75 Years Ago—Mar. 7, 1944: Nazis make house-to-house calls to recruit women ages 17-45 for war work.
It’s difficult enough for Evalina Cassano and Taichi Hamasaki. Their interracial romance is frowned upon in 1942, and they haven’t told their families. With anti-Japanese sentiment rising in Northern California after Pearl Harbor, Taichi and his family face growing discrimination.
Then the US government evacuates the Hamasakis to the War Relocation Center at Manzanar. Taichi struggles to adjust to the difficult conditions in the camp and to his separation from Evalina. Meanwhile, Evalina is incensed by how Taichi, as a US citizen, is treated by his own country.
At Manzanar, Taichi is caught up in the rising tensions between those who stand for America and those who stand for the Japanese empire, and he doubts whether he should drag Evalina into the mess of his life. And in San Francisco, Evalina has ethical struggles – what does it mean to love your country while you hate what it’s doing? When should you be silent, and when should you speak up?
Thought provoking and timely, Within These Lines highlights a dark period in history. Through compelling characters, we see the injustice and feel the fears and doubts and dilemmas. But mostly, we see the shimmering ribbon of hope through Evalina and Taichi’s unrelenting love. Stephanie Morrill has written a novel to ponder, a novel to cherish.
75 Years Ago—Mar. 6, 1944: US Eighth Air Force loses 69 out of 730 bombers in mission to Berlin—its costliest raid ever.
Countdown to D-day: US Navy’s Force U established under Rear Adm. Don Moon for support off Utah Beach on D-day.
75 Years Ago—Mar. 5, 1944: Future test pilot Flight Officer Chuck Yeager of the US 357th Fighter Group is shot down in his P-51 over Gironde, France; he evades capture with help of French resistance.
In Second Chindit Raid, Wingate’s Special Force (British/Indian) and US Army engineers make airborne drops in Burma and build “Broadway” airstrip; C-47s double-tow gliders to Broadway airstrip but nearly all are damaged.
75 Years Ago—Mar. 4, 1944: Maj. Gen. Alexander Patch assumes command of US Seventh Army in Algiers, to prepare for landings in southern France.
US Eighth Air Force flies its first bombing mission to Berlin.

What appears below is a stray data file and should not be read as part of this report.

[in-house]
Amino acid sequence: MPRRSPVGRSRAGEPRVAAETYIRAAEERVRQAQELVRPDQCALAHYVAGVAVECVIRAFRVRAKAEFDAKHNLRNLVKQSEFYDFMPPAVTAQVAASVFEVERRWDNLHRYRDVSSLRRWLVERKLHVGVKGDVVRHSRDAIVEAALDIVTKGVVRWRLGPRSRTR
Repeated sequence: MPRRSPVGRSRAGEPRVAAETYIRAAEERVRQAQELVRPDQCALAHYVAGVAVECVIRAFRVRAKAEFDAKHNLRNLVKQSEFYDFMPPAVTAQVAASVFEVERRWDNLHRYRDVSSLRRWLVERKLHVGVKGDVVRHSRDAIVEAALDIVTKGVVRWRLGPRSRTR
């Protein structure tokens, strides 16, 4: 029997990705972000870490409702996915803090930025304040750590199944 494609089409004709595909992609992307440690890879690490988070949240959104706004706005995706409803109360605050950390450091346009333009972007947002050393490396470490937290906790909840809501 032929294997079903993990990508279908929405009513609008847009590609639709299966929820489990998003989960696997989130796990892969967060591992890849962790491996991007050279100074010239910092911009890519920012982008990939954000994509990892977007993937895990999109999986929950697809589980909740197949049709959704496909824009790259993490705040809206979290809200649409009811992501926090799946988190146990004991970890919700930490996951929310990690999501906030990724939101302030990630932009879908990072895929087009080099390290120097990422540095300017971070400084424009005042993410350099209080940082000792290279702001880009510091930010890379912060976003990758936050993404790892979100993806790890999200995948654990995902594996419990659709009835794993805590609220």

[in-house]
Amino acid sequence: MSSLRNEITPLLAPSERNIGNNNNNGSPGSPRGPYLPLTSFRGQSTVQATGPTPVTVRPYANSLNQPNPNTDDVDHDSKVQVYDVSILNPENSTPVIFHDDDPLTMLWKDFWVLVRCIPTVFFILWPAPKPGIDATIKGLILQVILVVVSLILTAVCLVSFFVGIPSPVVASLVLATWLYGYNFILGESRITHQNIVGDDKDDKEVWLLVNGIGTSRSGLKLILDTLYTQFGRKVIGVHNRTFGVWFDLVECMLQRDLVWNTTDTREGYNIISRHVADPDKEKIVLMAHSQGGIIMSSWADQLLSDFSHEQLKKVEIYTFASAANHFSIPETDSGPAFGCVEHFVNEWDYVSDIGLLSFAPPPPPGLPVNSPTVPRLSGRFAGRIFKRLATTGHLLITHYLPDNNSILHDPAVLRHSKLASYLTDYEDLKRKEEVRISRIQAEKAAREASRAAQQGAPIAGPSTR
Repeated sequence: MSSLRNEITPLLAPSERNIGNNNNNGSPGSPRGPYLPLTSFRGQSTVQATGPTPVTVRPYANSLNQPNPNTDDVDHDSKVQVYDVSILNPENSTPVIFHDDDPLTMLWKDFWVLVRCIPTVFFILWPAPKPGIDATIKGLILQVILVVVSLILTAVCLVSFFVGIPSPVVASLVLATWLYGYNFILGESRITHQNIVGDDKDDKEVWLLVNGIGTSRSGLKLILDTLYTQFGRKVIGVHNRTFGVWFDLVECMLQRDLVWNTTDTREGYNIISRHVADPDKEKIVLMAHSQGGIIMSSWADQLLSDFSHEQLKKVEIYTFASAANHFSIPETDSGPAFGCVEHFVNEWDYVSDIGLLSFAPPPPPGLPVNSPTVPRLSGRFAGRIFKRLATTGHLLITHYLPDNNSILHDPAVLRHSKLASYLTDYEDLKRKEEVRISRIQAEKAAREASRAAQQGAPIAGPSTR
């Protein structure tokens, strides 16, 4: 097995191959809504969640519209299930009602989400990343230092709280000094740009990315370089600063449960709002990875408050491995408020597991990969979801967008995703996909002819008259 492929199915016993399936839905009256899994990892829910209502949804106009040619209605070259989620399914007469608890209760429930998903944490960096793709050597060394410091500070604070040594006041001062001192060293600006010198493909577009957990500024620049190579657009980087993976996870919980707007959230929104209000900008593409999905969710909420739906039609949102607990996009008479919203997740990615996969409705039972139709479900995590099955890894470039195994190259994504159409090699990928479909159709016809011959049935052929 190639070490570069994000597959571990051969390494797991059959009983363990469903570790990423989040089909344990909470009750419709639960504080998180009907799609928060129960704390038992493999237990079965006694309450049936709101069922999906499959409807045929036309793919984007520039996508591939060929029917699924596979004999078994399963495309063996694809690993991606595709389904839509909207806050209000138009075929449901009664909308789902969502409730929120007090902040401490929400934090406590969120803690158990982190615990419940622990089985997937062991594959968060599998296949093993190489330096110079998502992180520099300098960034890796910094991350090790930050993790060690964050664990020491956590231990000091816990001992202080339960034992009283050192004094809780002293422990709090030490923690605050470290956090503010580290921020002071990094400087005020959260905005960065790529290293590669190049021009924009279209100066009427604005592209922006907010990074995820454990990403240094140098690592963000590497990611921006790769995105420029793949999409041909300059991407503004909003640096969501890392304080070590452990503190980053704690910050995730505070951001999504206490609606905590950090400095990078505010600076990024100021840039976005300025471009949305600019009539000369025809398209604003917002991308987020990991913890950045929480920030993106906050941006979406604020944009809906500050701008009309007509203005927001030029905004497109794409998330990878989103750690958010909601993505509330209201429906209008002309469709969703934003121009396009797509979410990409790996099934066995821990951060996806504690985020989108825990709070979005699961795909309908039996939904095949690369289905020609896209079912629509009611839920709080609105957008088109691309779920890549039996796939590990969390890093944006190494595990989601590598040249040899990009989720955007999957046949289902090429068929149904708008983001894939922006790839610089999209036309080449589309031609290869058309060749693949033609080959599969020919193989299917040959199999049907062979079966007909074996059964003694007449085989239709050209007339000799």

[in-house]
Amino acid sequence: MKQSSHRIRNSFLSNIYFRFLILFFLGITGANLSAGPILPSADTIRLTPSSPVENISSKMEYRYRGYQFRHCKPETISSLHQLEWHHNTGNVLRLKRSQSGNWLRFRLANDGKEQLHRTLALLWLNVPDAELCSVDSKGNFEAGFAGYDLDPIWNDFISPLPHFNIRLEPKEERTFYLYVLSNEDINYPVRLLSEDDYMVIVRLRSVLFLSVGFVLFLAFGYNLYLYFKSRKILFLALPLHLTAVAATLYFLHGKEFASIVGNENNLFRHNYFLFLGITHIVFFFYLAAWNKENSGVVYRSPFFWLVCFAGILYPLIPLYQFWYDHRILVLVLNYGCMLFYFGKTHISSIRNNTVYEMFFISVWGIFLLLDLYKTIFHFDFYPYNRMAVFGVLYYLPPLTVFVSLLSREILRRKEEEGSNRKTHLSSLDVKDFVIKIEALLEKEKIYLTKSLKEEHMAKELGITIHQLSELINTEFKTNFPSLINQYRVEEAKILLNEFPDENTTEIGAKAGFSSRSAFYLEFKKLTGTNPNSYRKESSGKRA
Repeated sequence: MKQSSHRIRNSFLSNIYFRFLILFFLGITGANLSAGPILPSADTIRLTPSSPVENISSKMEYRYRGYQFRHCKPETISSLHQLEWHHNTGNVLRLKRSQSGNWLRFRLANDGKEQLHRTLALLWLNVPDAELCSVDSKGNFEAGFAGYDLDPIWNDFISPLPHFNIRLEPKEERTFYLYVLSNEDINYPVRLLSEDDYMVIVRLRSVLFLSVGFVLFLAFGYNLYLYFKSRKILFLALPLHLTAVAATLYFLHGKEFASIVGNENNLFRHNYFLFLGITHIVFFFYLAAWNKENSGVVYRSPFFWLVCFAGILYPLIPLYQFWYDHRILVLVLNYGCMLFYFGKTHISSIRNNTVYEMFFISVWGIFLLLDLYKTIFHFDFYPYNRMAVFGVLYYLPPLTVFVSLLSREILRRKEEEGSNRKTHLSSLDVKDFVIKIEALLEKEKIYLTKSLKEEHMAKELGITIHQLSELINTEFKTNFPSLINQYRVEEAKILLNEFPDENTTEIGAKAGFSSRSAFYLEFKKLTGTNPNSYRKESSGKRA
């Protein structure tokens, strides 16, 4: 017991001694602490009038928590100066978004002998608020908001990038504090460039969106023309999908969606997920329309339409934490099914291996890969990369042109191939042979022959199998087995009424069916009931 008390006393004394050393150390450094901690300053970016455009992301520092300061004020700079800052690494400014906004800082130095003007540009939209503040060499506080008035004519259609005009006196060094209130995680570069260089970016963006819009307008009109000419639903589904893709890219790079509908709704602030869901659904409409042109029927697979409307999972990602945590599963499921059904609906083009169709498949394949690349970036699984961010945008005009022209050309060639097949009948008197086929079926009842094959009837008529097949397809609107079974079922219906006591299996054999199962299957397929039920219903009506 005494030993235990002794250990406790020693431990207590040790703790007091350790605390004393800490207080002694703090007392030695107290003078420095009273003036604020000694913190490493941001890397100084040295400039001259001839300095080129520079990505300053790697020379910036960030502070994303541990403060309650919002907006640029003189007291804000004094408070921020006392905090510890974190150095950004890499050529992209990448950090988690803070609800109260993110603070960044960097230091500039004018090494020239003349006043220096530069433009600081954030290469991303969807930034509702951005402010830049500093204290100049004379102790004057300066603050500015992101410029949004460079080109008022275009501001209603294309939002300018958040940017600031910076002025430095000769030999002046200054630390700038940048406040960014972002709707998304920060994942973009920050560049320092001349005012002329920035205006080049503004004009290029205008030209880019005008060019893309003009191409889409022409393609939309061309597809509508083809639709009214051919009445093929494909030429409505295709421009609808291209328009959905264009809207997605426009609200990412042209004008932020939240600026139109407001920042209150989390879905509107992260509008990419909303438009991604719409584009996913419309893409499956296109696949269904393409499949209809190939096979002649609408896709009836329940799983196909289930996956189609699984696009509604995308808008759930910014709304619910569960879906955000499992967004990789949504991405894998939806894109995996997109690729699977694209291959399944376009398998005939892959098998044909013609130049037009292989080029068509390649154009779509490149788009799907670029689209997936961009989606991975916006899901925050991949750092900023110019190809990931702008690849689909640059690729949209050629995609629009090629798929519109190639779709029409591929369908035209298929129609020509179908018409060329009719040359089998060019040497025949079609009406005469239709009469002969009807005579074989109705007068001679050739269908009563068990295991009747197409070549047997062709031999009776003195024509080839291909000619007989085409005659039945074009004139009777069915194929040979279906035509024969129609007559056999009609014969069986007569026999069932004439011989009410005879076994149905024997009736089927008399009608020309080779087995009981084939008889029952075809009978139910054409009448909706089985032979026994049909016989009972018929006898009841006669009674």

75 Years Ago—Mar. 3, 1944: Allies repel final German counterattack at Anzio; forces will remain at standstill for next two months in bad weather.
75 Years Ago—Mar. 2, 1944: Academy Awards ceremony held: Best picture of 1943—Casablanca; best actor—Paul Lukas in Watch on the Rhine; best actress—Jennifer Jones in Song of Bernadette; best director—Michael Curtiz for Casablanca.
75 Years Ago—Mar. 1, 1944: Pfizer opens first commercial plant for large-scale production of penicillin by submerged-culture method, in Brooklyn.
In the US, toothpaste buyers no longer have to turn in old tubes to buy new (required since 4 April 1942 due to tin shortage). Read more: “Make It Do—Metal Shortages in World War II”
75 Years Ago—Feb. 28, 1944: German Gestapo raids the home of Corrie ten Boom in Haarlem, the Netherlands, and arrests 30 family members & friends, but 6 Jews in hiding are not discovered. All but Corrie, Betsie, and their father Casper are released; Casper dies 10 days later, and Betsie dies in Ravensbrück on December 16, 1944. Corrie ten Boom survives the war to write her moving account, The Hiding Place.
First Victory ship (larger and faster than Liberty Ships), the United Victory, is completed by Oregon Shipbuilding Corporation.
Leap Year Bonus! 75 Years Ago—Feb. 29, 1944: US Army lands on Los Negros in the Admiralty Islands.
75 Years Ago—Feb. 27, 1944: Alamo Scouts (US Sixth Army) enter combat, conducting reconnaissance of Los Negros in the Admiralty Islands.
US issues plastic tokens to make change for ration stamps—blue for processed foods, red for meats and fats.